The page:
This Sunday we begin a new sermon series on the Gospel of John. As we prepare for that series here are ten things to keep in mind as we enter this incredible book.
1. John has a simple four-part arrangement.
If you want to understand a book’s message, begin with its structure. And in John, we find a simple, four-part organization.
- Prologue (1:1–18)
- Book of Signs (1:19–12:50)
- Book of Glory (13:1–20:31)
- Conclusion (21:1–25)
In this basic outline, the prologue and epilogue balance the book with two interior sections. The first interior section, the book of signs, introduces who Jesus is through a series of extended narratives that identify him with many Old Testament shadows. The second interior section, the book of glory, shows the events leading to Christ’s death on the cross—the event that displays the pinnacle of his glory.
Setting up these two “books,” the prologue introduces us to the Son of God, who is the Word of God Incarnate. With a highly tuned chiastic structure, John opens his book by focusing on how the Divine Son will bring children into the Father’s family (v. 12). Additionally, the prologue introduces themes about the Son of God—his eternality, his deity, his dwelling with humanity, and his fulfillment of history—which will be found throughout the book.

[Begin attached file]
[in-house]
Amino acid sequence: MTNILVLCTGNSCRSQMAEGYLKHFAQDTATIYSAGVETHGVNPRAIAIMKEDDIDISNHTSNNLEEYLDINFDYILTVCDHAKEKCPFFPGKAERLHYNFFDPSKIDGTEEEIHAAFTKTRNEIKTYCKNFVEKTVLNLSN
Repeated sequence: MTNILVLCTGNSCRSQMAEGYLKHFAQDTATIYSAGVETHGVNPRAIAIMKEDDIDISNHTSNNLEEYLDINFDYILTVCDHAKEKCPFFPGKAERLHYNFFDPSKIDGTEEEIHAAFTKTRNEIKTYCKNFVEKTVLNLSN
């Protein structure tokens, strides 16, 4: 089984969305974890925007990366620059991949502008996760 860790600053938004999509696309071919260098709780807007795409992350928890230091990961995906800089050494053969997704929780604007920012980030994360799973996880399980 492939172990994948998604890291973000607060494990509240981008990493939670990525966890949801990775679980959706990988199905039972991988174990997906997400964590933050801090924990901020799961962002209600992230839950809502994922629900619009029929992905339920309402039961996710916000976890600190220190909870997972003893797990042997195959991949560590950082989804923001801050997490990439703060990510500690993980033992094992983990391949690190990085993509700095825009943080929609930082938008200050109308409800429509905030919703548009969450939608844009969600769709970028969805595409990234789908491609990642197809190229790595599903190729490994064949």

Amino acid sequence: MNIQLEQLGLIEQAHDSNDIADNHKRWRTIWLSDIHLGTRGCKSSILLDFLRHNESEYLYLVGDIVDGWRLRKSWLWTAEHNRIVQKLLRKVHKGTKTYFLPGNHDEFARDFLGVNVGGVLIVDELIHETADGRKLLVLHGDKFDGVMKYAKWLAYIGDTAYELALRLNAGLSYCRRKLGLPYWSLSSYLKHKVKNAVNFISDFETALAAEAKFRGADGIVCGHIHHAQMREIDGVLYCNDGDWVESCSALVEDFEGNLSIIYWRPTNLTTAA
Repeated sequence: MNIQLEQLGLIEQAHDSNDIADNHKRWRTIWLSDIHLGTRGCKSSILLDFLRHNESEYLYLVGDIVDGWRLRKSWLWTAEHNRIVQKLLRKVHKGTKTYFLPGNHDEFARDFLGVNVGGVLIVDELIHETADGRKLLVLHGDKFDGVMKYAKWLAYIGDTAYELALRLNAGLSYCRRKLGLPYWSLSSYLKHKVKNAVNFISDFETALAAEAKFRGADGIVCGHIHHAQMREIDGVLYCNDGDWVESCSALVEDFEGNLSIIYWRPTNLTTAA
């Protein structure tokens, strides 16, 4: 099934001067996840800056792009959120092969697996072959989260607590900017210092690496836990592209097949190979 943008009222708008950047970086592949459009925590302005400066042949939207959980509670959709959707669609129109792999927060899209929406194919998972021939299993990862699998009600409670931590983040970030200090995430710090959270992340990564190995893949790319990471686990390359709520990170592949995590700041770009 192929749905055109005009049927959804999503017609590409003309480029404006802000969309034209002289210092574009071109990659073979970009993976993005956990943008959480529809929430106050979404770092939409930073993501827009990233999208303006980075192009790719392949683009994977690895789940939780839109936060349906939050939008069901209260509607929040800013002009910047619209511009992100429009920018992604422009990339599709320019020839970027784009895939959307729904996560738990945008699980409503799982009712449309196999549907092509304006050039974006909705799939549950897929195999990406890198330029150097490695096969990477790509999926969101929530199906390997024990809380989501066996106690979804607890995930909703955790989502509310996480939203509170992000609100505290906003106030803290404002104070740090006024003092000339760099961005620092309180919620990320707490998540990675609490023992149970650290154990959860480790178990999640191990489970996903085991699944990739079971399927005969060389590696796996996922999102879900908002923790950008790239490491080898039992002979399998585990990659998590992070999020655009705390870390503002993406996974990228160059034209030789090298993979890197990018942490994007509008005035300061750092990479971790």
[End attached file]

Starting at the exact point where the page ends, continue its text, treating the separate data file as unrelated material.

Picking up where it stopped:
Finally, the epilogue closes the book with the events that took place after Jesus’s resurrection. In this final section, the purpose of the book has already been disclosed (John 20:30–31), and now Jesus is sending his disciples out to bear witness to Christ. It is with great symmetry, that the book opens and closes with men bearing witness about Christ—John the Baptist is the witness who prepares the way; John and Peter are the witnesses who find greatest attention in John 21. Interestingly, this focus on witnessing is found throughout the book too and indicates the way that the Spirit blows through these pages.
As we study this book, we will look more carefully at the organization of this book. But for now, these four sections give us a place to begin. If you want to see a more detailed outline of the book, watch these two videos by the Bible Project.